VR Pitfalls in Super Man vs Monster

Adding VR to the city-wrecking and beast-slaying Man vs Monster taught designer Diederik Groesbeek a few lessons about his design.

“After the unboxing of the first Oculus Rift, excitement levels at our office went through the roof. This was the thing we’d been waiting for since… well, forever. A couple of days later, we had implemented initial VR support for our web game Man Or Monster, inside Unity. The level of immersion really grabbed us by the throat. Even looking around in the main menu screen was awesome! We were literally inside a 3D version of our game.

Of course we wanted to show it to the world, and the earliest opportunity was the Indigo Showcase game expo in the Netherlands. To get this thing ready and playable for the public though, was going to take more than just slapping ‘SUPER’ in front of the title. Which we totally did as well by the way.

Can you handle it?

Our main concern was this: We’re not making an ‘experience’ game. It’s shooting and flying with a jetpack while a gigantic monster is wreaking havoc. Players might not be able to handle it. However, the game leaves some room to explore and try out stuff at your own pace. There’s no strict competitive element either. Through testing we found out that the franticness of the game is within acceptable levels for most players.


We also asked testers what they thought about the UI. Most of them mentioned that they would prefer as little UI as possible, which will pose a challenge in the future since our game’s functionality is pretty complex. Most important is that they wanted to get a clear visual cue on where they are shooting and moving compared to where they are looking. We had ‘disconnected’ the two to be more intuitive and realistic for players, and to avoid people having to use their neck for the core game mechanic.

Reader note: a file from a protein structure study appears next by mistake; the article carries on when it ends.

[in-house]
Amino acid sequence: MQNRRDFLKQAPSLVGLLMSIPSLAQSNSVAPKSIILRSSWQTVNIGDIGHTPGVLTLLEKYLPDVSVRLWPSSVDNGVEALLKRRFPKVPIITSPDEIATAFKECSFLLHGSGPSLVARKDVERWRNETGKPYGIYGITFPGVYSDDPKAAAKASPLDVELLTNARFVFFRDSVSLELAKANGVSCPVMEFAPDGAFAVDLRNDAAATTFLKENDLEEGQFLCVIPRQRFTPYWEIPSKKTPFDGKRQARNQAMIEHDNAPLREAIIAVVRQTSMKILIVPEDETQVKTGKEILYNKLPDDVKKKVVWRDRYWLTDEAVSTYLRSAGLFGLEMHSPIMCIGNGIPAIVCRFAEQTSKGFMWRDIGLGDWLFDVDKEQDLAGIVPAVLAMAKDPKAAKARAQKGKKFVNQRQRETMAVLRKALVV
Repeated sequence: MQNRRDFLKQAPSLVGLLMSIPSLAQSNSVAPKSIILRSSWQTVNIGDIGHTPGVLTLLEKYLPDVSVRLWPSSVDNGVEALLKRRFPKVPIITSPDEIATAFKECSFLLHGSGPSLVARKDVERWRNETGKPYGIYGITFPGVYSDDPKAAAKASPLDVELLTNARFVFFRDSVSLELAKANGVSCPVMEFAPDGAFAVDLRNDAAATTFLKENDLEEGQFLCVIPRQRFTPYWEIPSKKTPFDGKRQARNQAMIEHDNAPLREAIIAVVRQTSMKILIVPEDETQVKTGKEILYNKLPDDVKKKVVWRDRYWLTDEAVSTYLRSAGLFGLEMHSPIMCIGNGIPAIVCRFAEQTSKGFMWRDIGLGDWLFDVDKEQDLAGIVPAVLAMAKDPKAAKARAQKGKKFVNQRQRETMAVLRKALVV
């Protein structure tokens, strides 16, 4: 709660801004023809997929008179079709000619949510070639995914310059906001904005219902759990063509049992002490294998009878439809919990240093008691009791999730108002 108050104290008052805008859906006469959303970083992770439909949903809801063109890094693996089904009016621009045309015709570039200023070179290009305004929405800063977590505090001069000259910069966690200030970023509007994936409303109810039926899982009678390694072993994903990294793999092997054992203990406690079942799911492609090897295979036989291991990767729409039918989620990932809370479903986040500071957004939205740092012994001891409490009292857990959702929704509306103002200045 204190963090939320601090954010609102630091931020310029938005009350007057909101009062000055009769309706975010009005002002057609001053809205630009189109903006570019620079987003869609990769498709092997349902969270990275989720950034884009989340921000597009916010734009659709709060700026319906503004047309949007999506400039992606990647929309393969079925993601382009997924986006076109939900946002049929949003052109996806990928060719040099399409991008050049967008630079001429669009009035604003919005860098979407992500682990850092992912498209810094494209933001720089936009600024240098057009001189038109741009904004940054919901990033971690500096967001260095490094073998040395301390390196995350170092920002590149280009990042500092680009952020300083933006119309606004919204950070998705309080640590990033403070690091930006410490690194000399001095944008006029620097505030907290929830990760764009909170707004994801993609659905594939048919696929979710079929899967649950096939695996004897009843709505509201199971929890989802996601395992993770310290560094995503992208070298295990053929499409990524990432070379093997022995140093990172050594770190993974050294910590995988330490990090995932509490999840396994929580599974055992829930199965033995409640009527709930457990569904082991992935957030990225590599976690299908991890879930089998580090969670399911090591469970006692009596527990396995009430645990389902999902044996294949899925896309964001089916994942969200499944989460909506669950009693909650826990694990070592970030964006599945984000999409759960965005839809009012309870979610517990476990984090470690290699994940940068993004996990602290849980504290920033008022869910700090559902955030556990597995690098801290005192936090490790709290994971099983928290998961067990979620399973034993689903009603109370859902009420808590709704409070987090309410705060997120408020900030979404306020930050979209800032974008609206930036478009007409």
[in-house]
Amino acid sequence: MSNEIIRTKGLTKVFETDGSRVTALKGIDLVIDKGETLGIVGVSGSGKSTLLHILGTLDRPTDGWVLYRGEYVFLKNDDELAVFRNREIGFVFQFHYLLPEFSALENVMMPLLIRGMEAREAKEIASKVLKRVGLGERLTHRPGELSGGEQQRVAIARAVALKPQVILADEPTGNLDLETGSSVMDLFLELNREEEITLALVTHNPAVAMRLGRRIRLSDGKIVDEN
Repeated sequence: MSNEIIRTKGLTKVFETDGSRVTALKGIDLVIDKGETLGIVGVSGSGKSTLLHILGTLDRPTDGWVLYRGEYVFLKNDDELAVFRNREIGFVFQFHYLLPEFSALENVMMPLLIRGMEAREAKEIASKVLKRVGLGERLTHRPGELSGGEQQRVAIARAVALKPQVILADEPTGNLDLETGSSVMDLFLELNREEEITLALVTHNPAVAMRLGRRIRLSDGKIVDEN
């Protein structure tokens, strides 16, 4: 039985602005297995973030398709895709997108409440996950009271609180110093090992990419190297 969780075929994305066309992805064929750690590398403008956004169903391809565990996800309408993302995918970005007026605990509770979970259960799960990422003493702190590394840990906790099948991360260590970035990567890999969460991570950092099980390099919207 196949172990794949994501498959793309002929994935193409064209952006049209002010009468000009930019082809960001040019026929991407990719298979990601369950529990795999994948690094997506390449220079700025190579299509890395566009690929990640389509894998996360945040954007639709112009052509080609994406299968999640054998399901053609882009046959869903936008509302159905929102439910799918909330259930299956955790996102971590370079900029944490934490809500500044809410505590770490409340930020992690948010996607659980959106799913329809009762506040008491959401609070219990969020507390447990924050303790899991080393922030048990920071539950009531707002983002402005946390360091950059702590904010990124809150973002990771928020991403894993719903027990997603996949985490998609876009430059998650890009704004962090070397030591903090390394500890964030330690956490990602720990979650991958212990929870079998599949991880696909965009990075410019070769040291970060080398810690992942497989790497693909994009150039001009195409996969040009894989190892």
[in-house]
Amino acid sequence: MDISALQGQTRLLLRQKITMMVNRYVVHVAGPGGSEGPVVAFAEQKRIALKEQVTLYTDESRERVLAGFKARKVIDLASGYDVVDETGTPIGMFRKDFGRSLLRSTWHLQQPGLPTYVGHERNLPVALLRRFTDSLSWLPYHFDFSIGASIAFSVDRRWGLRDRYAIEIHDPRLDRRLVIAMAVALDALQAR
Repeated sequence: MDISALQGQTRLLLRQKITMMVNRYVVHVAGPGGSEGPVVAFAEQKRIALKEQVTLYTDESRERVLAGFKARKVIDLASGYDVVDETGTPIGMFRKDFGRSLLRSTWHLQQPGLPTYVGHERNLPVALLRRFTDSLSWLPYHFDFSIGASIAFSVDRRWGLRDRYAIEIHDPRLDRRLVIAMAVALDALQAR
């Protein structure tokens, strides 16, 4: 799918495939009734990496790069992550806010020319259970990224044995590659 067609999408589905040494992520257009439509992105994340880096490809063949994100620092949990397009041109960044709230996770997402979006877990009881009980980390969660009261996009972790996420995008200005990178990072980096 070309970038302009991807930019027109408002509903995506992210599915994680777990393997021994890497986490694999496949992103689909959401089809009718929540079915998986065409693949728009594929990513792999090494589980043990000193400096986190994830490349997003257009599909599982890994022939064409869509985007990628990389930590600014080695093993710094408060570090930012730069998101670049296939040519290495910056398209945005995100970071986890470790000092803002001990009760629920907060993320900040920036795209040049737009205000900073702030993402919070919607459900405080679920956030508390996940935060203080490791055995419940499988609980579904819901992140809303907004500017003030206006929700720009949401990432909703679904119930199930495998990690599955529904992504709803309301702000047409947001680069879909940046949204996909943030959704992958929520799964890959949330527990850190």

Getting some distance

Initially, we had some worries about the responsive camera movement and controls we were using. It turned out that adding smoothing to this actually made the experience feel worse. Furthermore, getting some distance between the player and the action also provided a more relaxing experience. When shown the difference, most players preferred the third person mode to the first person one.

With people actually lining up to play this game, we needed to make it an instant-fun experience. We decided to just throw players into the game without too much instruction, which surprisingly made people less anxious than when we eased them in. Lastly we added some cheats and adjustments to help players win a bit quicker, giving more people a chance to try the game.

It was incredibly rewarding to see all the positive reactions at the game expo. We even won a Dutch Game Award for the original Man Or Monster that year. Now, we’re hoping to get Super Man Or Monster on Steam, ready in time for all to enjoy in glorious stereoscopic 3D!”


Diederik Groesbeek
Diederik Groesbeekhttp://www.xformgames.com/
Diederik Groesbeek is game designer and programmer at Xform, a game studio that he founded together with Pieter Albers in 2004. He worked on over 50 games, varying from platformers, shooters and racers to cute games with cats.

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